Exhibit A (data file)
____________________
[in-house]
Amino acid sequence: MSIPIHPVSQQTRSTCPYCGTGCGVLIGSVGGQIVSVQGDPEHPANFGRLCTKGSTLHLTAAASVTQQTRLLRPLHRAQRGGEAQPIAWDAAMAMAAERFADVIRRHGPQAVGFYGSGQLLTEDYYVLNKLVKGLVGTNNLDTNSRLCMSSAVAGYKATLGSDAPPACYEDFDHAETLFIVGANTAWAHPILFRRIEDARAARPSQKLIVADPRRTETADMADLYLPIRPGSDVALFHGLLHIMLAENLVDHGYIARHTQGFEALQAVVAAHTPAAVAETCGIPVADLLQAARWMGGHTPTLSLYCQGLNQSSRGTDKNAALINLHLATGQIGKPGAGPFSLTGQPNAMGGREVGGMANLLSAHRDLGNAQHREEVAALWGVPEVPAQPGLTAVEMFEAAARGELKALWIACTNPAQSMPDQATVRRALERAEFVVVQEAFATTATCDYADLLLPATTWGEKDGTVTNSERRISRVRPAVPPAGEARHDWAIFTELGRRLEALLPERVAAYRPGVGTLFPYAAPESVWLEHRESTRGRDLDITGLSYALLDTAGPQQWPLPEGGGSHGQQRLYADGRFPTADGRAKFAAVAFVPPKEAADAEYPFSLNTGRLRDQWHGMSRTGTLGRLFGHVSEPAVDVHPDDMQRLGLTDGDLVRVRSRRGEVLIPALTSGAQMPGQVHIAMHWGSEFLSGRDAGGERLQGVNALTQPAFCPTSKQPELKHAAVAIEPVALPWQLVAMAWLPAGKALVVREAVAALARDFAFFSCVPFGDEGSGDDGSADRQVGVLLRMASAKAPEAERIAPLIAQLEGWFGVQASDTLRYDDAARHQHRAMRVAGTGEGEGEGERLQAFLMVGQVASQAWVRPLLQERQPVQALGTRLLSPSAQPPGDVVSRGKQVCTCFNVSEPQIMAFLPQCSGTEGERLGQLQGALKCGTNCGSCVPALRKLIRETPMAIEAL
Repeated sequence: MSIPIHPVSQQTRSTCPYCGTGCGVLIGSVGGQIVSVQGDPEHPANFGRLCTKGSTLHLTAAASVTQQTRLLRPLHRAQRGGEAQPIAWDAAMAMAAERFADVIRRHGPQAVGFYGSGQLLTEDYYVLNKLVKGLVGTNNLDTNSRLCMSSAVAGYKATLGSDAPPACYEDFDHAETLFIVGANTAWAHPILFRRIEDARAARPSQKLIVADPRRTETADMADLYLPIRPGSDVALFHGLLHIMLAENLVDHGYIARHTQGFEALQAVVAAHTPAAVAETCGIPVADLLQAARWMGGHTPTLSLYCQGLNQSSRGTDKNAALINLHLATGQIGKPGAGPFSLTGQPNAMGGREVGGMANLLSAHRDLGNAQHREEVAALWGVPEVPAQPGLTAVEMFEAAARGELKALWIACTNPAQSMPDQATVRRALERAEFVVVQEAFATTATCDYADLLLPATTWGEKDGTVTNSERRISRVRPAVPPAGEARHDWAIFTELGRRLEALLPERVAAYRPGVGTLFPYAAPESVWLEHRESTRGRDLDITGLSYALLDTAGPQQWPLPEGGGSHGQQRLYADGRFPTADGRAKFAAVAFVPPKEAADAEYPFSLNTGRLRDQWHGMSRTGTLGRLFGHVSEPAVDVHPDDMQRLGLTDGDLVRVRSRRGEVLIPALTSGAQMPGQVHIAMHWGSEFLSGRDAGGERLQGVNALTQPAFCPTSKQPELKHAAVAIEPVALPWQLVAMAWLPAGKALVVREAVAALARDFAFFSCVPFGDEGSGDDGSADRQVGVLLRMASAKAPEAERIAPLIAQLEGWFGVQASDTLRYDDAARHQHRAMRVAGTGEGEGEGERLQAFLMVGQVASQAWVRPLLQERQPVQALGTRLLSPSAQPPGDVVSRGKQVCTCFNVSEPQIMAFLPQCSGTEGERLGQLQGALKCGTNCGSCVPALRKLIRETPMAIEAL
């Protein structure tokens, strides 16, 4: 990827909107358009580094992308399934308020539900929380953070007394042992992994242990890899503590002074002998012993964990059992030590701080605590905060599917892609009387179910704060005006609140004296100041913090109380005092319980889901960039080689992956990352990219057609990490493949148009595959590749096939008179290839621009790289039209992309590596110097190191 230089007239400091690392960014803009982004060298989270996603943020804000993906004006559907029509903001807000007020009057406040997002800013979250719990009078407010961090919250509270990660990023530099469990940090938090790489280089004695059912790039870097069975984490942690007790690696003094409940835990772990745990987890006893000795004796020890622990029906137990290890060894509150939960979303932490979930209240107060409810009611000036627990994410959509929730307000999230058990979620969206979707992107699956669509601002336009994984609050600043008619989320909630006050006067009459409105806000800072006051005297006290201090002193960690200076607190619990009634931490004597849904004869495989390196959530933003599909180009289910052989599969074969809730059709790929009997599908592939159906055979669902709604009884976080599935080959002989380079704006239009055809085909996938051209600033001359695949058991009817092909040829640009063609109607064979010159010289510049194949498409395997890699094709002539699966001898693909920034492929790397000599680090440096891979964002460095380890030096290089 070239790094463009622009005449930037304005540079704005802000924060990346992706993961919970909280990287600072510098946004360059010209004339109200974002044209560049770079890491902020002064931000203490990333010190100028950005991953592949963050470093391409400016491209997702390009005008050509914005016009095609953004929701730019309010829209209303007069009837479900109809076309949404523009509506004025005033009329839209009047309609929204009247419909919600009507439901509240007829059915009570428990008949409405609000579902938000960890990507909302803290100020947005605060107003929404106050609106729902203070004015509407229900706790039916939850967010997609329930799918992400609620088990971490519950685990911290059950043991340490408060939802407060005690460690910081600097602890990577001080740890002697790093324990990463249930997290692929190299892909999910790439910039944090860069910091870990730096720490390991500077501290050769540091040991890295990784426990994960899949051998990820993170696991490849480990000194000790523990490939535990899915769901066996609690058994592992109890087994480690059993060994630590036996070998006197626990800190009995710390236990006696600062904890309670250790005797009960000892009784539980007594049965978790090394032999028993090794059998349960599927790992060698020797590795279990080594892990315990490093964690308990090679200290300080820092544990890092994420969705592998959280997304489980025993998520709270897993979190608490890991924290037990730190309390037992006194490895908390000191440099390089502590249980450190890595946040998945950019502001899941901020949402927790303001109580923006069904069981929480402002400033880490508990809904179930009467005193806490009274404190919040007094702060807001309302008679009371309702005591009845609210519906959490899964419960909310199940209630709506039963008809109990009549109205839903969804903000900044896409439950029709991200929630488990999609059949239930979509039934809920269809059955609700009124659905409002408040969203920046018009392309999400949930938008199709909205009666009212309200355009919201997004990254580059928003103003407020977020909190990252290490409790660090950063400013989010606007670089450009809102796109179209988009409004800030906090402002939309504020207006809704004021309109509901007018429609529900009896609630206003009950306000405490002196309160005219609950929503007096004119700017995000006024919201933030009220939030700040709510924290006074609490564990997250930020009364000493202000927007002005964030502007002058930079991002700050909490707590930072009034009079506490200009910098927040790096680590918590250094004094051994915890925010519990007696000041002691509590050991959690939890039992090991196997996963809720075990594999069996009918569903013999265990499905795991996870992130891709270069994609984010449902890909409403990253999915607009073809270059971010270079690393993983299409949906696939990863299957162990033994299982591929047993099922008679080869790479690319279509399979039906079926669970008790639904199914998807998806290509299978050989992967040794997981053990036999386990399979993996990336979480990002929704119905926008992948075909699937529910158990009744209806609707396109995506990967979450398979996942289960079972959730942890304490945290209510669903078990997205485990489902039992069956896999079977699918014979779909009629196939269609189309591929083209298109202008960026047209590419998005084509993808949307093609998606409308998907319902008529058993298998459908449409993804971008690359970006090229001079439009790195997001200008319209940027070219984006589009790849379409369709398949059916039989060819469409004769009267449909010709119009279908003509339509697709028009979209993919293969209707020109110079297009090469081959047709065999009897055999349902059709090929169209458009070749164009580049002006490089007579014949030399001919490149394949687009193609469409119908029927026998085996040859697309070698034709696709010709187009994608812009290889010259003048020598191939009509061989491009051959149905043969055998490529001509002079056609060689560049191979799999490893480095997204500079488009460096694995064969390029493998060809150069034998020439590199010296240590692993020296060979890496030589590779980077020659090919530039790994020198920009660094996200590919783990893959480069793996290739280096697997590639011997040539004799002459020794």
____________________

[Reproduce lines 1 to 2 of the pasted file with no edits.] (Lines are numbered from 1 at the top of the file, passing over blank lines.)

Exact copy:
[in-house]
Amino acid sequence: MSIPIHPVSQQTRSTCPYCGTGCGVLIGSVGGQIVSVQGDPEHPANFGRLCTKGSTLHLTAAASVTQQTRLLRPLHRAQRGGEAQPIAWDAAMAMAAERFADVIRRHGPQAVGFYGSGQLLTEDYYVLNKLVKGLVGTNNLDTNSRLCMSSAVAGYKATLGSDAPPACYEDFDHAETLFIVGANTAWAHPILFRRIEDARAARPSQKLIVADPRRTETADMADLYLPIRPGSDVALFHGLLHIMLAENLVDHGYIARHTQGFEALQAVVAAHTPAAVAETCGIPVADLLQAARWMGGHTPTLSLYCQGLNQSSRGTDKNAALINLHLATGQIGKPGAGPFSLTGQPNAMGGREVGGMANLLSAHRDLGNAQHREEVAALWGVPEVPAQPGLTAVEMFEAAARGELKALWIACTNPAQSMPDQATVRRALERAEFVVVQEAFATTATCDYADLLLPATTWGEKDGTVTNSERRISRVRPAVPPAGEARHDWAIFTELGRRLEALLPERVAAYRPGVGTLFPYAAPESVWLEHRESTRGRDLDITGLSYALLDTAGPQQWPLPEGGGSHGQQRLYADGRFPTADGRAKFAAVAFVPPKEAADAEYPFSLNTGRLRDQWHGMSRTGTLGRLFGHVSEPAVDVHPDDMQRLGLTDGDLVRVRSRRGEVLIPALTSGAQMPGQVHIAMHWGSEFLSGRDAGGERLQGVNALTQPAFCPTSKQPELKHAAVAIEPVALPWQLVAMAWLPAGKALVVREAVAALARDFAFFSCVPFGDEGSGDDGSADRQVGVLLRMASAKAPEAERIAPLIAQLEGWFGVQASDTLRYDDAARHQHRAMRVAGTGEGEGEGERLQAFLMVGQVASQAWVRPLLQERQPVQALGTRLLSPSAQPPGDVVSRGKQVCTCFNVSEPQIMAFLPQCSGTEGERLGQLQGALKCGTNCGSCVPALRKLIRETPMAIEAL